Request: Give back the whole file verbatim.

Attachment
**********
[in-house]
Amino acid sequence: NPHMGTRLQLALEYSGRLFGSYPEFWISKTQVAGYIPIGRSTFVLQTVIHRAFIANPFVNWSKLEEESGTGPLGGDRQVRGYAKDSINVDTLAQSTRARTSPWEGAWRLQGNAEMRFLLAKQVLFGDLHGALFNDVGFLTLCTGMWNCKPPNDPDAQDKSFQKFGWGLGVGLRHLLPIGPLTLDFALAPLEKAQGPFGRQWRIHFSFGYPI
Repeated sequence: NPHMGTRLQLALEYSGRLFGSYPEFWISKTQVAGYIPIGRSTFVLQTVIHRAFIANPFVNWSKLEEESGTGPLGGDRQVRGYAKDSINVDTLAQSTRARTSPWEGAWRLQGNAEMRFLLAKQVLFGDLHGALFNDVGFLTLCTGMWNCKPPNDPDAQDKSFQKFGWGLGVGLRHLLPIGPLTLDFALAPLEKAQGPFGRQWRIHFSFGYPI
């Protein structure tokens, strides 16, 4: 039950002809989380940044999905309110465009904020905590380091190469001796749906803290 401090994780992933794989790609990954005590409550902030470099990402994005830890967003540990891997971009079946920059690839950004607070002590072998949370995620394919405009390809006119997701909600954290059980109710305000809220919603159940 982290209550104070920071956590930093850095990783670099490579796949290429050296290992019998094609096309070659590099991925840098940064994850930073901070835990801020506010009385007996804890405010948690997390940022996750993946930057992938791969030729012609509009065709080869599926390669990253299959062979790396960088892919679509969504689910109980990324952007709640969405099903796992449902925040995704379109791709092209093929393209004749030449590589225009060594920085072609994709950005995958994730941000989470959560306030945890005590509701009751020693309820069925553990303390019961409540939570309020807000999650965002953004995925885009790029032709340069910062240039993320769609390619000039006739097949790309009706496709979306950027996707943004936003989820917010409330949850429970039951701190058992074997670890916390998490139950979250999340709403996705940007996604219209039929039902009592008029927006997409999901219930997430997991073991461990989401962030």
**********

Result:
[in-house]
Amino acid sequence: NPHMGTRLQLALEYSGRLFGSYPEFWISKTQVAGYIPIGRSTFVLQTVIHRAFIANPFVNWSKLEEESGTGPLGGDRQVRGYAKDSINVDTLAQSTRARTSPWEGAWRLQGNAEMRFLLAKQVLFGDLHGALFNDVGFLTLCTGMWNCKPPNDPDAQDKSFQKFGWGLGVGLRHLLPIGPLTLDFALAPLEKAQGPFGRQWRIHFSFGYPI
Repeated sequence: NPHMGTRLQLALEYSGRLFGSYPEFWISKTQVAGYIPIGRSTFVLQTVIHRAFIANPFVNWSKLEEESGTGPLGGDRQVRGYAKDSINVDTLAQSTRARTSPWEGAWRLQGNAEMRFLLAKQVLFGDLHGALFNDVGFLTLCTGMWNCKPPNDPDAQDKSFQKFGWGLGVGLRHLLPIGPLTLDFALAPLEKAQGPFGRQWRIHFSFGYPI
């Protein structure tokens, strides 16, 4: 039950002809989380940044999905309110465009904020905590380091190469001796749906803290 401090994780992933794989790609990954005590409550902030470099990402994005830890967003540990891997971009079946920059690839950004607070002590072998949370995620394919405009390809006119997701909600954290059980109710305000809220919603159940 982290209550104070920071956590930093850095990783670099490579796949290429050296290992019998094609096309070659590099991925840098940064994850930073901070835990801020506010009385007996804890405010948690997390940022996750993946930057992938791969030729012609509009065709080869599926390669990253299959062979790396960088892919679509969504689910109980990324952007709640969405099903796992449902925040995704379109791709092209093929393209004749030449590589225009060594920085072609994709950005995958994730941000989470959560306030945890005590509701009751020693309820069925553990303390019961409540939570309020807000999650965002953004995925885009790029032709340069910062240039993320769609390619000039006739097949790309009706496709979306950027996707943004936003989820917010409330949850429970039951701190058992074997670890916390998490139950979250999340709403996705940007996604219209039929039902009592008029927006997409999901219930997430997991073991461990989401962030």